• Ribbon reef - long, narrow, somewhat winding reef, usually associated with an atoll lagoon.
  • Table reef - isolated reef, approaching an atoll type, but without a lagoon.
  • Atoll reef - a more or less circular or continuous barrier reef extending all the way around a lagoon without a central island.
  • Bank Reef - Bank reefs are larger than patch reefs and are linear or semi-circular in outline.

World-wide distribution of reefs

  • Coral reefs are estimated to cover 284,300 square kilometres with the Indo-Pacific region (including the Red Sea, Indian Ocean. Southeast Asia and the Pacific) accounting for 91.9% of the total.
  • Southeast Asia accounts for 32.3% of that figure, while the Pacific including Australia accounts for 40.8%.
  • Atlantic and Caribbean coral reefs only account for 7.6% of the world total.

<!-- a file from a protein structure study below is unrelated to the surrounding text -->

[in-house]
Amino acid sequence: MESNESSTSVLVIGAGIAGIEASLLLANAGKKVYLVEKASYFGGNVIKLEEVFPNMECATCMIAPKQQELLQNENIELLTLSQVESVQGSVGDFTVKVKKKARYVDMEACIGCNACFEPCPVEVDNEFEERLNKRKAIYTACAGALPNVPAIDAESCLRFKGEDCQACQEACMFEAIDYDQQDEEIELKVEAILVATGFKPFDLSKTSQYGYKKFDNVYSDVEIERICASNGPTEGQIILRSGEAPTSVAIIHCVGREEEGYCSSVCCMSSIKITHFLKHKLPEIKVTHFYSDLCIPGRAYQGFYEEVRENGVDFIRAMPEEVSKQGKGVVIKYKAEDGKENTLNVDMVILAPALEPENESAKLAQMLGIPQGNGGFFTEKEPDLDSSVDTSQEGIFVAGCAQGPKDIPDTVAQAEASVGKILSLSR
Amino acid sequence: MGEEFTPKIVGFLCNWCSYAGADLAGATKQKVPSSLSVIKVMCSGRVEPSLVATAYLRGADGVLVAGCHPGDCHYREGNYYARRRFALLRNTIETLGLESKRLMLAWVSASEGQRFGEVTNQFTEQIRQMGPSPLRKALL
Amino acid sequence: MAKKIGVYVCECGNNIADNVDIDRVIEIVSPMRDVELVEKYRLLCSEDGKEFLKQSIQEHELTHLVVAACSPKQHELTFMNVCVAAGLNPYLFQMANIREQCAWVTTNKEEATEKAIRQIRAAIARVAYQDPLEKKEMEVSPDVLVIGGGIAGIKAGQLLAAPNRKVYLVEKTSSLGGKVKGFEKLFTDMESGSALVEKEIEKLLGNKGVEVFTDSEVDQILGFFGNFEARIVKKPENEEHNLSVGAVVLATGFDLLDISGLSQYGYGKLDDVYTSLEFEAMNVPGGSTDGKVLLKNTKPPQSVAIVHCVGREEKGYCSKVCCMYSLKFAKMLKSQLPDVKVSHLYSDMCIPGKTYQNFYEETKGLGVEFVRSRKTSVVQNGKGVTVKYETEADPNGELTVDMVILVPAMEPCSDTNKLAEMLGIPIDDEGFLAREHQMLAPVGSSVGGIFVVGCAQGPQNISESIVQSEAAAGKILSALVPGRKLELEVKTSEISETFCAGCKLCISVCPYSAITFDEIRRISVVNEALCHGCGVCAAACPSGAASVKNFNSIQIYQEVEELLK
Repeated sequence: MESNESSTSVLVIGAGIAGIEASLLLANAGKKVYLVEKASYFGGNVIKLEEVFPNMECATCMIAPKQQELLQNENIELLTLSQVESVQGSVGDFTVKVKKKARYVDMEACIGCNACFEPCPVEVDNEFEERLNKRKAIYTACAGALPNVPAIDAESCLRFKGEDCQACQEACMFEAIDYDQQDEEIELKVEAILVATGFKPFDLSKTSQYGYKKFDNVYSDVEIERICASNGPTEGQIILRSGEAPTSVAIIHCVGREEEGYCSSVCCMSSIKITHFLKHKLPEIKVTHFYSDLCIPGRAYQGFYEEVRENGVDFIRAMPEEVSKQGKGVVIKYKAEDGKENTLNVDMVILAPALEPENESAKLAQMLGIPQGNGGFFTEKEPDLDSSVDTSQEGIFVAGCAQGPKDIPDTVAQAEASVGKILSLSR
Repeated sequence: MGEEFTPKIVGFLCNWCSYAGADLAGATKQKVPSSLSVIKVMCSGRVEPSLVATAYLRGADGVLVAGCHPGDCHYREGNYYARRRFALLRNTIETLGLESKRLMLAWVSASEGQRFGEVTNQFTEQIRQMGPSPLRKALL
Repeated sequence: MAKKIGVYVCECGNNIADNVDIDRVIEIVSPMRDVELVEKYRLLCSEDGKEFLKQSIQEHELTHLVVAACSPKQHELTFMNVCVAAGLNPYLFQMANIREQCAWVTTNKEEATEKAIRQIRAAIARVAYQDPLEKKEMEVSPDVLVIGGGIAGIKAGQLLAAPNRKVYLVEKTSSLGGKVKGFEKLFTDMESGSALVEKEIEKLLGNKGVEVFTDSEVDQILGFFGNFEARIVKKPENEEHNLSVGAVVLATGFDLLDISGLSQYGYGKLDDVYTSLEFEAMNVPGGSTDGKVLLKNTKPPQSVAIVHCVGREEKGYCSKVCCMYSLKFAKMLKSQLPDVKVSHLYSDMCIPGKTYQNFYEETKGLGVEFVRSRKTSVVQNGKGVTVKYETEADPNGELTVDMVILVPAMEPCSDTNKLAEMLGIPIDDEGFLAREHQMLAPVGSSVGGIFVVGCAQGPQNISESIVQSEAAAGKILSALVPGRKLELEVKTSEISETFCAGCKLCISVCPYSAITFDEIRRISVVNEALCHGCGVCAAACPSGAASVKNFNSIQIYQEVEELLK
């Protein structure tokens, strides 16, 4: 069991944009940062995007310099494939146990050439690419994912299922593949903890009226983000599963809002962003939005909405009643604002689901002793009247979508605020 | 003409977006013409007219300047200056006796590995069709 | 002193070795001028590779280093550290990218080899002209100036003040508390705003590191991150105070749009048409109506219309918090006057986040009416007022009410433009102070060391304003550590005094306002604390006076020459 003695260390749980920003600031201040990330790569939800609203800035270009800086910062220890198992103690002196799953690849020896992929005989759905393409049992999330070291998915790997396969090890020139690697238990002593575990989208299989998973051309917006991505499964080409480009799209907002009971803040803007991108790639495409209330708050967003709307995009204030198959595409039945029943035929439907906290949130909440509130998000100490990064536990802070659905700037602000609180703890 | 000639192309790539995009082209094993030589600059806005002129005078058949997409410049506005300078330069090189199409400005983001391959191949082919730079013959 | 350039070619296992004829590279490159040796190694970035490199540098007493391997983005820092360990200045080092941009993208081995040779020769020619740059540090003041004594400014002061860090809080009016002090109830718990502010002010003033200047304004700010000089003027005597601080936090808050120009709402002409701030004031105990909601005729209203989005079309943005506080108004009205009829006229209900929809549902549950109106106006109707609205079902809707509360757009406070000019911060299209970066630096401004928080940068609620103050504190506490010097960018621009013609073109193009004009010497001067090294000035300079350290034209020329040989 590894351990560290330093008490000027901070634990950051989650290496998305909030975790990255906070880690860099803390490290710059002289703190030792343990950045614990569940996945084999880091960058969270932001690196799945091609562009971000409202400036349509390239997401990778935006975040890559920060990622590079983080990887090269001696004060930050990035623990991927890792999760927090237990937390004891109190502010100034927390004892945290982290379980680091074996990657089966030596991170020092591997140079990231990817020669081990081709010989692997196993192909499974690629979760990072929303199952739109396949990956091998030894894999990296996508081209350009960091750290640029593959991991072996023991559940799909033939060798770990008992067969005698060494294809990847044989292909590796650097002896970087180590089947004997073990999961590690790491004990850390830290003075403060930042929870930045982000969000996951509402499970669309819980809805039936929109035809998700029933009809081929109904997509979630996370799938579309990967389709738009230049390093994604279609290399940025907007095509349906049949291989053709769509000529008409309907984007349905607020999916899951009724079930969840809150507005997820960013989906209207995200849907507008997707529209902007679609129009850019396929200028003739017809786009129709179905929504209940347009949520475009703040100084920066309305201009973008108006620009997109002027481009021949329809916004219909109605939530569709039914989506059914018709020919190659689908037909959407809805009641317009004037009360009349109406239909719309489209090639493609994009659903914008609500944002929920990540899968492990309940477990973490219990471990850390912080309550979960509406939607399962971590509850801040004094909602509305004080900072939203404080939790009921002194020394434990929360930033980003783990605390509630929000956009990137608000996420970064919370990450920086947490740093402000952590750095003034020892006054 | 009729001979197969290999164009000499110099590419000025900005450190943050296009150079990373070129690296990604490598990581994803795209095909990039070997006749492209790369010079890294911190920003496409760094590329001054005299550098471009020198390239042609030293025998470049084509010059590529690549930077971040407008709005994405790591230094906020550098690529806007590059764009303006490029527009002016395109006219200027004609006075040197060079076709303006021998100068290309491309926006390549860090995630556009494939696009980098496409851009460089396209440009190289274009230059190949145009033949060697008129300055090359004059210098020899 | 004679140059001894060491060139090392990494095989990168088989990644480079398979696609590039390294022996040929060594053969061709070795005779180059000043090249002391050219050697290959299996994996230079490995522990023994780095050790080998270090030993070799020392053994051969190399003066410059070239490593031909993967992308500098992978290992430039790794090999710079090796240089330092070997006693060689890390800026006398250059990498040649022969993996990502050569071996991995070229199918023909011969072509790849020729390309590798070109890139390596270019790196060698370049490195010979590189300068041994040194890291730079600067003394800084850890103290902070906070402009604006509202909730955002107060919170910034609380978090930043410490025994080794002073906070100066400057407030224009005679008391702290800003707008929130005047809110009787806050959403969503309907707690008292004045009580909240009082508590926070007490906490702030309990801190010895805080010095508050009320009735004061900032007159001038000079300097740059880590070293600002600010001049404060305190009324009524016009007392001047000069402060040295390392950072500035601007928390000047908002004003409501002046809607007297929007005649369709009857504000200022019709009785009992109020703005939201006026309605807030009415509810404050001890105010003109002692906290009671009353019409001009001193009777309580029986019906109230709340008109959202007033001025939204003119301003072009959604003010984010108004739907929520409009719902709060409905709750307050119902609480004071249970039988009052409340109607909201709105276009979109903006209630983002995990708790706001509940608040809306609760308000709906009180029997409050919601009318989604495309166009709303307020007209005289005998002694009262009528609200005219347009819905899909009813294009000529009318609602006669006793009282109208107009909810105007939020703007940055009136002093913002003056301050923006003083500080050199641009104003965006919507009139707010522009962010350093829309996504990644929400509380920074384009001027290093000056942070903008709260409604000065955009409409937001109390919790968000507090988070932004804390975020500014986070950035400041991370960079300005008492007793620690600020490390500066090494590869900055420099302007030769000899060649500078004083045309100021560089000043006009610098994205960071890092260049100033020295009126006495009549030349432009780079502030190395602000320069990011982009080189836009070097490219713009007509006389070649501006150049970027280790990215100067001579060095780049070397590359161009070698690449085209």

• Coral reefs are either restricted or absent from along the west coast of the Americas, as well as the west coast of Africa.
  • This is primarily due to upwelling and strong cold coastal currents that reduce water temperatures in these areas.
  • Corals are also restricted from off the coastline of South Asia from Pakistan to Bangladesh.
  • They are also restricted along the coast around north-eastern South America and Bangladesh due to the release of vast quantities of freshwater from the Amazon and Ganges Rivers respectively.
  • Famous coral reefs and reef areas of the world include:
  • The Great Barrier Reef- largest coral reef system in the world, located in Queensland, Australia;
  • The Belize Barrier Reef- second largest in the world, located in Belize, Central America; and
  • The Red Sea Coral Reef - located off the coast of Egypt and Saudi Arabia.
  • Pulley Ridge - deepest photosynthetic coral reef, located in Florida, USA.
  • Many of the numerous reefs are found scattered over the Maldives.